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“Παύσονται” in 1Cor 13:8

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“Παύσονται” in 1Cor 13:8

Postby learner2010 » Tue May 10, 2011 6:55 am

"Ἡ ἀγάπη οὐδέποτε πίπτει· εἴτε δὲ προφητεῖαι καταργηθήσονται· εἴτε γλῶσσαι παύσονται· εἴτε γνῶσις καταργηθήσεται."(1 Cor 13:8)
Is the verb “Παύσονται” a future tense middle voice verb or a middle deponent? Is there any difference in meaning?
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Re: “Παύσονται” in 1Cor 13:8

Postby Markos » Wed May 11, 2011 2:22 am

Is the verb “Παύσονται” a future tense middle voice verb or a middle deponent?

It's a future middle. This verb is not deponent, with both the active and m/p found in all tenses.

Is there any difference in meaning?

If it were a deponent, it would presumably have active force. Here it clearly does not.

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Re: “Παύσονται” in 1Cor 13:8

Postby jswilkmd » Sun May 15, 2011 1:16 pm

παύω in the active means "stop (someone or something)"; "cause to stop," "quiet," "relieve."

English examples would be "Somebody stop that car!" "I had to stop him from hurting someone," or that old line from the Bee Gees song, "How can you stop the sun from shining?" A New Testament example also involving γλῶσσα is 1 Peter 3:10, which reads: παυσάτω τὴν γλῶσσαν ἀπὸ κακοῠ, "must stop the tongue from saying an evil thing." Notice that "the tongue" here is in the accusative case--it's the direct object of the verb. Somebody else is stopping the tongue.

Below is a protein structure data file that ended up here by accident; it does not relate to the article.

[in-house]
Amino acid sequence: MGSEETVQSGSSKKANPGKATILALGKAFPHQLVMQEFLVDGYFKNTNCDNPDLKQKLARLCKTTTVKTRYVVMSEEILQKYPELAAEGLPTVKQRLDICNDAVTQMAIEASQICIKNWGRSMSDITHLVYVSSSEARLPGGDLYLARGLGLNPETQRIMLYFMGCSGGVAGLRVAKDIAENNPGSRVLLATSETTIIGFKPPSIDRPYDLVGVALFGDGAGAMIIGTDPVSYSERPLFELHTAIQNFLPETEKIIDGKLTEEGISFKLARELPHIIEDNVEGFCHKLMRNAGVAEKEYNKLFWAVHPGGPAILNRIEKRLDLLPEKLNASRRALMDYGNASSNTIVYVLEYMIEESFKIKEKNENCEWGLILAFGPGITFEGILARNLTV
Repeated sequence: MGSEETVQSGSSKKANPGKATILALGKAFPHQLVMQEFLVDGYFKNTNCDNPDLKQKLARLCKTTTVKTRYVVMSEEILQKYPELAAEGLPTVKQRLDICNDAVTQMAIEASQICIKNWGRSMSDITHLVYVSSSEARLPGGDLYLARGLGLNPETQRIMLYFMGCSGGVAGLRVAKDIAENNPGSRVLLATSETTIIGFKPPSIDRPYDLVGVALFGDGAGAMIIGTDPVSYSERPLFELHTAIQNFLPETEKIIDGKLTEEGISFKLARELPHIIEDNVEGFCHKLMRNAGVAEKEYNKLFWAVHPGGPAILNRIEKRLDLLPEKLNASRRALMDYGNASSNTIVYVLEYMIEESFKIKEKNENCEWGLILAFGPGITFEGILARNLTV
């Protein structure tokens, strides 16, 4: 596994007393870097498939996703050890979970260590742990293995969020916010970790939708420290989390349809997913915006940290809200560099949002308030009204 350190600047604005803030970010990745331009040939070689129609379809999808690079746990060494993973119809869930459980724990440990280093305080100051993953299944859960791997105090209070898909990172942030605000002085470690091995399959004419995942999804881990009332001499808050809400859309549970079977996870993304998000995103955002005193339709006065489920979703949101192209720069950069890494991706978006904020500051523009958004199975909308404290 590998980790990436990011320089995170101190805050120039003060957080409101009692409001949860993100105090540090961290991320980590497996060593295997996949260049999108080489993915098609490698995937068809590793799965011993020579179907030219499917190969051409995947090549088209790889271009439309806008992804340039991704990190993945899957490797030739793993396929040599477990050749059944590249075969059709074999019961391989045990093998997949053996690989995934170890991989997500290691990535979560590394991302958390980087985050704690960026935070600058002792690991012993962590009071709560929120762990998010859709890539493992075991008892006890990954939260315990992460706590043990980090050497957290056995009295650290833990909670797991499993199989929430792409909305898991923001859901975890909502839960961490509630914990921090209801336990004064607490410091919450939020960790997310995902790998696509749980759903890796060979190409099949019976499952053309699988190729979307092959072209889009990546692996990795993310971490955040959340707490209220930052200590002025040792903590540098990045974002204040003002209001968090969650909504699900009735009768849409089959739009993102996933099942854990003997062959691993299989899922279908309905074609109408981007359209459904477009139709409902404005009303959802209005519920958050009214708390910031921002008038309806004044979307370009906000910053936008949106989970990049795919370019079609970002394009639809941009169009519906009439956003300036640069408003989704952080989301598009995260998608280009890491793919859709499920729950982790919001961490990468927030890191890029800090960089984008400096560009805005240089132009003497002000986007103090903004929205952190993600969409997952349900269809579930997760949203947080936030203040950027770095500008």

In the middle, it means "stop (oneself)," "cease (doing something)."

English examples would be "Stop hitting your sister!" "I had to stop eating sugar when I became diabetic," and "They tasted so good, I couldn't stop." Similarly, the example in 1 Cor 13:8 means "if there are tongues, they will stop." Notice that "tongues" here is in the nominative case--it's the subject of the verb. The tongues are stopping on their own. They aren't stopping something else, such as "If there are tongues, they will stop the sun from shining."
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